We had a free morning so decided to visit the Turpan Museum. On the way we came across Jason who was is not only our Chinese guide but, during our long drives, has become our Mah Jong tutor. We have enjoyed the game so much that we asked him to give us some advice on the game equipment. Jason said he had identified a shop selling Mah Jong and it was en route to the museum. He has been extolling the virtues of the Mah Jong table, so we went along to view one. It was amazing! No committed Mah Jong player worth his salt would be without one! It is a table approximately two foot square with a hole in the middle. Instead of the ‘chore’ required of us fledgling types in mixing up the pieces prior to play, this beast swallows the pieces through the hole in the middle of the table, shuffles them and efficiently delivers them in suitable wall formation, ready for the next game!
Magic! Regrettably not magic enough for us to pay the £500 necessary to enable us to put Newark Cottage on the map as the Mah Jong Mecca in East Peckham….
The a Museum of Turpan was, like all the other museums we have visited in China, a very modern, well presented institution. It housed a number of interesting exhibits including some excellent dinasaurs from the Gobi Desert
and a number of mummified bodies with their associated artifacts found in local ancient burial caves. It was well worth the visit.
After lunch in the Turpan version of John’s cafe under cover of the sun deflecting grape vine, we set off for what was described as underground irrigation tunnels. Ho hum I thought. Not a riveting way to spend an afternoon, but I am up for most things. How wrong can you be.
The Karez irrigation system was introduced to the area 2000 years ago to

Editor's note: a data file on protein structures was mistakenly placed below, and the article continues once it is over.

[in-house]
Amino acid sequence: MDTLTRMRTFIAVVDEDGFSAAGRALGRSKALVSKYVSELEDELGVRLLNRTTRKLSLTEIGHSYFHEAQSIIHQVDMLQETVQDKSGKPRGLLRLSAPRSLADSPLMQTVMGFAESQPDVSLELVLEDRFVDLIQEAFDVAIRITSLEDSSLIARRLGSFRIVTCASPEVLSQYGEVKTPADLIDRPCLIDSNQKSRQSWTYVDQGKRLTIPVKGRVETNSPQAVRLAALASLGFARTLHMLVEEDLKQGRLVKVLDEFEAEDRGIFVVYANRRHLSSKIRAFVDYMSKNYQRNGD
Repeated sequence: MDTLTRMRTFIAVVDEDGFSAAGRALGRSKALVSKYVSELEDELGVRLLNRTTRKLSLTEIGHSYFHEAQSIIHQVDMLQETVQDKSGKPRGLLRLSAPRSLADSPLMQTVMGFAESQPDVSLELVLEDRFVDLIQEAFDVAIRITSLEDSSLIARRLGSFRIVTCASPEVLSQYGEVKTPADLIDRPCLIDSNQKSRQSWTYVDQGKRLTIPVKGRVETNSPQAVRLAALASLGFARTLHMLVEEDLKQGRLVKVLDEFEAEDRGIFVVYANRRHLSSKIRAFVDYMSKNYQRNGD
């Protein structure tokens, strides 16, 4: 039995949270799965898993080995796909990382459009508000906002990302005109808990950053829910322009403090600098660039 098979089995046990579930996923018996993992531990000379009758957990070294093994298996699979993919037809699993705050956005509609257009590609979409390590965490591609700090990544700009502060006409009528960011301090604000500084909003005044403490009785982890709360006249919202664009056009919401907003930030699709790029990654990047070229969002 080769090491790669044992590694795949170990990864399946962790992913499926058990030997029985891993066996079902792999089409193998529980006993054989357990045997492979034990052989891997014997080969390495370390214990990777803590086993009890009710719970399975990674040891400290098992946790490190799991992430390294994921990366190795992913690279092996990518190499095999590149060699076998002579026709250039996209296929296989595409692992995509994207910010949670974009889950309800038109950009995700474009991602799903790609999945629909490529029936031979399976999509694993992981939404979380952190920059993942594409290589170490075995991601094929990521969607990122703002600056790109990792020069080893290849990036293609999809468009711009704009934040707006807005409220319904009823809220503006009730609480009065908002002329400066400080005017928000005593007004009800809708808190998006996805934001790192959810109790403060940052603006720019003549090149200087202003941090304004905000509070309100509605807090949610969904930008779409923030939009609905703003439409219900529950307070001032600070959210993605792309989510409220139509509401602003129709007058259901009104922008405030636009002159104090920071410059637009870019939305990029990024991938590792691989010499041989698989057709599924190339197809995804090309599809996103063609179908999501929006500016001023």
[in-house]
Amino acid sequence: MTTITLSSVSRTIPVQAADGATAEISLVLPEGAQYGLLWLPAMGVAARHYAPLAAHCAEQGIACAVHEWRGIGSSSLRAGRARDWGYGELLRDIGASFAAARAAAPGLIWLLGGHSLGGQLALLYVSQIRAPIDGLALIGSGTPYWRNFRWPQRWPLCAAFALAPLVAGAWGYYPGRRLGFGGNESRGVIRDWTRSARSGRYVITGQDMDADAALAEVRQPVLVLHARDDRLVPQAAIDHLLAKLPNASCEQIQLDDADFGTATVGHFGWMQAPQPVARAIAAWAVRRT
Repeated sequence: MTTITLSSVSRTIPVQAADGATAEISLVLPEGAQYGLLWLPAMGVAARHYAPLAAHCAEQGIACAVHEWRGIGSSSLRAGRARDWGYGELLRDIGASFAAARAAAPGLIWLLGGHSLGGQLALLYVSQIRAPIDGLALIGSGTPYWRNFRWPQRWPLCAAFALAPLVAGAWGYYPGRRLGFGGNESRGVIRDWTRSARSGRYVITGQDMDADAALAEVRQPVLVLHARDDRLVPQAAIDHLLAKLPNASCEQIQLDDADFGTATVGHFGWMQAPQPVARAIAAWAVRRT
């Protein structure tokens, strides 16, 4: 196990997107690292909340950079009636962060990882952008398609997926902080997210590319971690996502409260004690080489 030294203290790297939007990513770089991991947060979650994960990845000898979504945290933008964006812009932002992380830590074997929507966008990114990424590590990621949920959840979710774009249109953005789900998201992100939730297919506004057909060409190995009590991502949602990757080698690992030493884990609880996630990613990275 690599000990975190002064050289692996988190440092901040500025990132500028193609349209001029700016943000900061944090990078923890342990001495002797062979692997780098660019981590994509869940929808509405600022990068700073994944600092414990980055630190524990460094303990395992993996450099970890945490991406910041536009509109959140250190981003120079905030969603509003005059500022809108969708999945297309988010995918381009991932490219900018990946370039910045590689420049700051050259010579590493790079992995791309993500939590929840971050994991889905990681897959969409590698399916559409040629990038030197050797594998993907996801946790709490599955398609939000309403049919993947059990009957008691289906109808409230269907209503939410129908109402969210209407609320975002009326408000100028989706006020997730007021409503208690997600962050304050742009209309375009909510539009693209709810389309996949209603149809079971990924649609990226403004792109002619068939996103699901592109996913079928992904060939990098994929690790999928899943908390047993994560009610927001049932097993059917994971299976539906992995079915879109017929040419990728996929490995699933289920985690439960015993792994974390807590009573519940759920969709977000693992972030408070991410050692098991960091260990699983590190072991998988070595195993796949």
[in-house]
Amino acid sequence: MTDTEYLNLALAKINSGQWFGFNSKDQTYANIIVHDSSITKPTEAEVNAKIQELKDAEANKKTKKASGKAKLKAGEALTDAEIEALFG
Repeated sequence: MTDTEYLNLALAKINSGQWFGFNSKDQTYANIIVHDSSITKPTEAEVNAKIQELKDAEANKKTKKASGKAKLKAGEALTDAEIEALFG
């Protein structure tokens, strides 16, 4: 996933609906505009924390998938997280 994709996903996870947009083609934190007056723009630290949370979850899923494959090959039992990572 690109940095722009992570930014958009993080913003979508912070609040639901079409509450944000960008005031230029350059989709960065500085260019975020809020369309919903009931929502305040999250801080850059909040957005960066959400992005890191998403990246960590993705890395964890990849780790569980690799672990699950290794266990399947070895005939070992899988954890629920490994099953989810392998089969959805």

provide the water necessary to enable people to live in this parched desert environment. It is a system found in other parts of Asia. Turpan is surrounded by mountains where snow exists throughout the year. A Karez or head well was dug on high ground where snowmelt collects in the mountains and a long underground tunnel was then dug to conduct water down to the the village farmlands where it was desperately needed. A system of vertical wells were then dug every few metres along the path of the tunnel (there were many) where the water was required. The wells were fed by gravity. Each tunnel ended in a pond. Once the pond was full the wells filled. Because the water flowed through the underground tunnels it did not evaporate in the intense heat of the area. Turpan owes its existence to the the wells – originally there were many thousands, all constructed by hand. There are now 615 as electric wells were created in the 1950’s to support the increasing population. The Karez system is considered to be one of the three great ancient projects of China, along with the Great Wall and the county’s canal system. What a feat!
Our second and most challenging trip of the day was to the ancient city of
Jiaohe. Once again it was really interesting, but instead of being in cool underground tunnels we were out in the open in over 100 degree heat. Even the water we took to drink got really hot!!
Undaunted we set out to look at the ruins of Jiaohe, a city built by nomads who saw the potential of the location – an area of high ground 1.6 km long by 300 metres wide caused by a river dividing at the north end of the site. Here they dug out their city. First enclosed courtyards and then designed cave type houses within the courtyard. No courtyard opened out on to the main thoroughfares that are still visible today. There were the remains of temples and administrative buildings. There was a ‘forest’ of the roots of 100 stupas. The city originally housed 6,500 people. It was an awesome sight only eclipsed by the intense heat.
Who were these people who could not only exist but devise a house building system in this hostile, energy sapping environment?
We returned to base exhausted and remained close to barracks for dinner. The energy to go further afield had evaporated!1